Blog Post on the Connection Between Human Trafficking and Conflict
By Kathryn Kosanovich
As regional conflicts around the world have both multiplied and intensified, becoming situations of protracted conflict between multiple parties, an alarming increase in human trafficking has also become clear in these regions, both into and out of conflict zones. While trafficking for sexual exploitation might be the first presentation of trafficking people think of, it actually takes diverse forms in conflict situations.
In September 2016, the United Nations University, in collaboration with several other stakeholders, held a workshop on Fighting Human Trafficking in Conflict. Their report detailed the three main trafficking trends connected to conflict: trafficking within and into conflict zones (i.e. trafficking of people from outside a conflict zone into the zone, or trafficking of people already located in the conflict zone); child trafficking (for a variety of purposes, including as combatants, servants such as cooks, and increasingly as suicide bombers); and trafficking out of and through conflict zones (e.g. large refugee and Internally Displaced People (IDP) populations as they try to leave conflict zones, and irregular migrants trying to find opportunities by going through a conflict zone).
The 2016 US TIP Report specifically addressed human trafficking in conflict zones, and stated that increasing risks of trafficking of vulnerable groups in conflict situations arise for many reasons: increasingly desperate economic circumstances; the weakening or even breakdown of rule of law; fewer social services available; people leave their homes in search of safety, but are away from their homes and communities, their support structures that keep them safe, and so become vulnerable in unfamiliar surroundings. In these situations, without the tools to adequately maintain their livelihoods, people are more likely to look for opportunities that entail risky situations or illicit economies, which are often home to traffickers.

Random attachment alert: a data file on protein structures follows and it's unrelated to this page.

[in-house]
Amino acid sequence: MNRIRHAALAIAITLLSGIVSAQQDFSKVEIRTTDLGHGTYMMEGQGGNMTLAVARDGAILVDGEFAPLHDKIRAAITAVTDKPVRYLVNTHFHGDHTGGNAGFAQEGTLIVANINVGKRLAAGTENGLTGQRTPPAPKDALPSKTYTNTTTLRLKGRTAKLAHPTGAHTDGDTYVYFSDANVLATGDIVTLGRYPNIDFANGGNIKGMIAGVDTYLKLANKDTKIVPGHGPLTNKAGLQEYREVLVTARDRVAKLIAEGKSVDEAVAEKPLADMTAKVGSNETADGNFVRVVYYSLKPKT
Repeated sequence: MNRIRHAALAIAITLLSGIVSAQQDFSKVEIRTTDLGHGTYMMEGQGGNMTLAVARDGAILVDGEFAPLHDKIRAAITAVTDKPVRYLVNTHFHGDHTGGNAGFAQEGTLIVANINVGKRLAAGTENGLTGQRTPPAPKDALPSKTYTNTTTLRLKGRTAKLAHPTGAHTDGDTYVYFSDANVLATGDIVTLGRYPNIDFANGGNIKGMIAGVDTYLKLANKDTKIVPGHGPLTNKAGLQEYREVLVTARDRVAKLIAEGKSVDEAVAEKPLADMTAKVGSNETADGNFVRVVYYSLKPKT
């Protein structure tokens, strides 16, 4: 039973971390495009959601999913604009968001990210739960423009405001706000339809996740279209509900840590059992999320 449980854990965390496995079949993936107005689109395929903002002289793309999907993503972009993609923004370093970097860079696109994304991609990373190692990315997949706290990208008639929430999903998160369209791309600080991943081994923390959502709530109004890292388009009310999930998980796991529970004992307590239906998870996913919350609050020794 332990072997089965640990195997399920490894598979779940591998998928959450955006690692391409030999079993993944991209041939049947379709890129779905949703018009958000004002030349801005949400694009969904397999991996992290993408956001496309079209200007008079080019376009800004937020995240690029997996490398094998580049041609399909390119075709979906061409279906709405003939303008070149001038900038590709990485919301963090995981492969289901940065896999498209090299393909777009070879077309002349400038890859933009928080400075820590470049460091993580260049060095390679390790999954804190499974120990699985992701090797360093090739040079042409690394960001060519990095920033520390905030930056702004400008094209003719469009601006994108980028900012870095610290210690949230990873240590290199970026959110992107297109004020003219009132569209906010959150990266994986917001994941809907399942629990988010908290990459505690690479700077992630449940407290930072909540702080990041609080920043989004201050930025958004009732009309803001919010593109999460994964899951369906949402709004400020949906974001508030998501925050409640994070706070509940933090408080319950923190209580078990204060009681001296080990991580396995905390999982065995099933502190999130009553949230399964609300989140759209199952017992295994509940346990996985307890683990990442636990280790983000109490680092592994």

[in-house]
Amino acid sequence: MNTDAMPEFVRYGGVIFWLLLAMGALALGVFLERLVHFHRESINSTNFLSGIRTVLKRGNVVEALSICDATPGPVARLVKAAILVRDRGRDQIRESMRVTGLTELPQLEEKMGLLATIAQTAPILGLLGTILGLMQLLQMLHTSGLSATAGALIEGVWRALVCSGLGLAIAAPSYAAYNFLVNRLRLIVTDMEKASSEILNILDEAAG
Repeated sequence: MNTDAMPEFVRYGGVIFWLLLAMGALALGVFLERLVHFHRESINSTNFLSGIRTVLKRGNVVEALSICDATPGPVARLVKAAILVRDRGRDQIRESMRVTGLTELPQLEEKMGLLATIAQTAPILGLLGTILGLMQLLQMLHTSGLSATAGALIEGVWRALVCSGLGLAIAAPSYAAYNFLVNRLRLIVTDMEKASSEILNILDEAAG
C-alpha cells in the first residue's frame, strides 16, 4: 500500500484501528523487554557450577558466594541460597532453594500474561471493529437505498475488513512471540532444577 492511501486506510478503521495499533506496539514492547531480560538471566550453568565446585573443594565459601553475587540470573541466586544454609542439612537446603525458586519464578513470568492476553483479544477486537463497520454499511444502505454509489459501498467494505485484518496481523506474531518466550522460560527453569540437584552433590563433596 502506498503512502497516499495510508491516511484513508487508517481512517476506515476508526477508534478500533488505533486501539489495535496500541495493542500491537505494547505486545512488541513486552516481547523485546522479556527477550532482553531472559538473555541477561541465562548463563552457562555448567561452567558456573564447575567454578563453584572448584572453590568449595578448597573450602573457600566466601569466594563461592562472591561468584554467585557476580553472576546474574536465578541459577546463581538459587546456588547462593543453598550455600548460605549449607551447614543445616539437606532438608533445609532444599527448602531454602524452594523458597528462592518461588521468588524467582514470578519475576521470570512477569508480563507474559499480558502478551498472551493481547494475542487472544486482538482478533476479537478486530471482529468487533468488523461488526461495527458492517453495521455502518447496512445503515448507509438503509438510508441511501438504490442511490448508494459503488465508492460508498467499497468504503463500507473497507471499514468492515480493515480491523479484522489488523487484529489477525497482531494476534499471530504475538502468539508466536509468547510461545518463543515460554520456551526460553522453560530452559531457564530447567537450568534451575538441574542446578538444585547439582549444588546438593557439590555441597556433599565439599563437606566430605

This blog post addresses four trafficking phenomena related to conflict: trafficking within and into conflict zones; child trafficking; trafficking out of and through conflict zones; and special or unique cases of trafficking in conflict zones.
Trafficking within and into conflict zones, and child trafficking
There are many current examples of human trafficking within conflict zones. One is the trafficking of members of the Yazidi minority in Islamic State/ISIS/ISIL-controlled areas. The Islamic State/ISIS/ISIL conflict grew out of the aftermath of the War on Terror in Afghanistan and Iraq, and has further spread to Syria as well. Well into its second decade, this conflict has destabilized an already unstable region, and has increased the vulnerability of groups like the Yazidi and the Kurds. In terms of sexual exploitation, Yazidi women are forced into what is called “chattel slavery,” meaning they are treated as actual property, to be bought, sold, or given at will. These women and girls are often forced to act as domestic servants and sex slaves. Others are forced to become the wives of militants, performing domestic chores at home, frequently pregnant, and often forbidden from leaving their homes. Yazidi men and boys have been forced to become militants and even suicide bombers.